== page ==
A life insurance beneficiary is a person or entity that is eligible to receive death benefits when the insured party dies. There are several types of beneficiaries. These types of beneficiaries include primary beneficiaries, contingent beneficiaries and irrevocable beneficiaries.
- Primary Beneficiary
- Primary beneficiaries compose the class of persons or entities that is first in line to receive benefits. This is typically a spouse or a child, but it can also be a company.
- This class can consist of more than one person. A father might name his two children as primary beneficiaries to receive equal percentages of his life insurance proceeds.
- The amounts that the primary beneficiaries receive do not have to be equal. A father might name a business partner as of his beneficiaries in order to clear a debt. The business partner might receive a flat amount and the remaining beneficiaries might receive a percentage of the remaining amount.
- Contingent Beneficiary
- Contingent beneficiaries are second in line to receive the proceeds of a life insurance policy. The contingent beneficiaries can only receive benefits if all of the members of the primary beneficiary class have predeceased the insured person.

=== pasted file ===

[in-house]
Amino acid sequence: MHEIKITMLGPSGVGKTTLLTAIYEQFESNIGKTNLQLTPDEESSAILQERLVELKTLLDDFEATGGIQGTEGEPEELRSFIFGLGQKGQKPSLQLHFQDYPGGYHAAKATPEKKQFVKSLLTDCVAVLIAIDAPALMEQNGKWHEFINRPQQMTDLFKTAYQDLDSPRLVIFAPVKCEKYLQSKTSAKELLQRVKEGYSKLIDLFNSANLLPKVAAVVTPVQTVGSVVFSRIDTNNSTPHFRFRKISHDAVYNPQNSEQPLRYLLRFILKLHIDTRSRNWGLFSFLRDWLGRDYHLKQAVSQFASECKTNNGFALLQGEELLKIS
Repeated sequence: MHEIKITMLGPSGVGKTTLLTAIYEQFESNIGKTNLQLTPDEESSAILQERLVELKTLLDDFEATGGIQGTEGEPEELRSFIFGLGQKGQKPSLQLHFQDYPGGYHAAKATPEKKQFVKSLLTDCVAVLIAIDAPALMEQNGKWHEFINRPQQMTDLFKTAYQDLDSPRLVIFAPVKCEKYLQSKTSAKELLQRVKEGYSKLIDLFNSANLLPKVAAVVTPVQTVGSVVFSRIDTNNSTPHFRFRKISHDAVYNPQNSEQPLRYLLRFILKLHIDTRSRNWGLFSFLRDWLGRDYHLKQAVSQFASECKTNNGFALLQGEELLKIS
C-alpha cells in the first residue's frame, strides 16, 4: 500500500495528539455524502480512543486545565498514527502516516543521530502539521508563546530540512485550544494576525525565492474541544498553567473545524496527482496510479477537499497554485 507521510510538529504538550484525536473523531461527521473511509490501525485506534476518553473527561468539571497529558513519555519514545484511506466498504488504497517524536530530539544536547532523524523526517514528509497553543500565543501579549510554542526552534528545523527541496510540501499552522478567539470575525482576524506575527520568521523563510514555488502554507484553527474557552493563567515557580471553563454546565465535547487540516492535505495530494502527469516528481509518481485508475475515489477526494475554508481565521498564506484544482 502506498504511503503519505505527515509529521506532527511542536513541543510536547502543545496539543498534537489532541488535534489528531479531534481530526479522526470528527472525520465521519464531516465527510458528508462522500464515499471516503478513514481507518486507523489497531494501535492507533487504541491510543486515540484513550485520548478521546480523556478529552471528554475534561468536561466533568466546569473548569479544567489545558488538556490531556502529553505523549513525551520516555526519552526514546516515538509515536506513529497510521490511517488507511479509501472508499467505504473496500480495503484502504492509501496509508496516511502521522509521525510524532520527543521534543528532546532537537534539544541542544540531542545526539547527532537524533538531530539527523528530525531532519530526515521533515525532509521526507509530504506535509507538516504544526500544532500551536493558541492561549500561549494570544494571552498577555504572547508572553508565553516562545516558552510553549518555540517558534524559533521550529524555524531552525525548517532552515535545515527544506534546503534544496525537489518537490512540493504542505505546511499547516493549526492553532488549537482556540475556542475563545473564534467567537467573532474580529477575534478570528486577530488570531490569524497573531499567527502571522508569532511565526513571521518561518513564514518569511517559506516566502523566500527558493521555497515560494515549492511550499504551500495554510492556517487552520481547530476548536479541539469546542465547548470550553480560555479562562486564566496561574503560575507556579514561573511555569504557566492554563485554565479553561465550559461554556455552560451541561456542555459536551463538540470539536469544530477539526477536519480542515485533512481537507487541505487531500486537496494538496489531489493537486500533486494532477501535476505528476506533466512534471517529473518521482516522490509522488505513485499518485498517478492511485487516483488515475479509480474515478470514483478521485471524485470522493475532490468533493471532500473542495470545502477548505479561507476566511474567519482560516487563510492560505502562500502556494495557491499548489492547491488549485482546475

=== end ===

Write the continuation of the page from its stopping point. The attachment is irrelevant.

- Revocable Beneficiary
- A revocable beneficiary can be replaced by another beneficiary at a later date. So long as the insured is still alive the owner can change the person or persons who are named as a beneficiary
- Irrevocable Beneficiary
- An irrevocable beneficiary cannot be changed one named.
Beneficiaries are typically of the revocable variety. However where there are concerns about estate taxes, irrevocable beneficiaries are sometimes named. Estate tax issues are beyond the scope of this blog post, but may be covered in a future post.
Life insurance pricing is typically unaffected by the choice or type of beneficiary chosen. This is the case whether you are purchasing a cheap $5000 life insurance for a typical senior citizen or a $5,000,000 policy for millionaire.
It is important to be thoughtful about naming your beneficiaries. Giving money directly to a minor child could have unintended consequences.
It is also important to update your beneficiaries should certain events occur. Failing to update your policy after a beneficiary has passed away or after a divorce could result in the wrong person or people receiving your life insurance proceeds.
If your policy does not have a beneficiary because your named beneficiary predeceases you, your life insurance proceeds can become part of your estate. This could subject your life insurance proceeds to unnecessary taxation.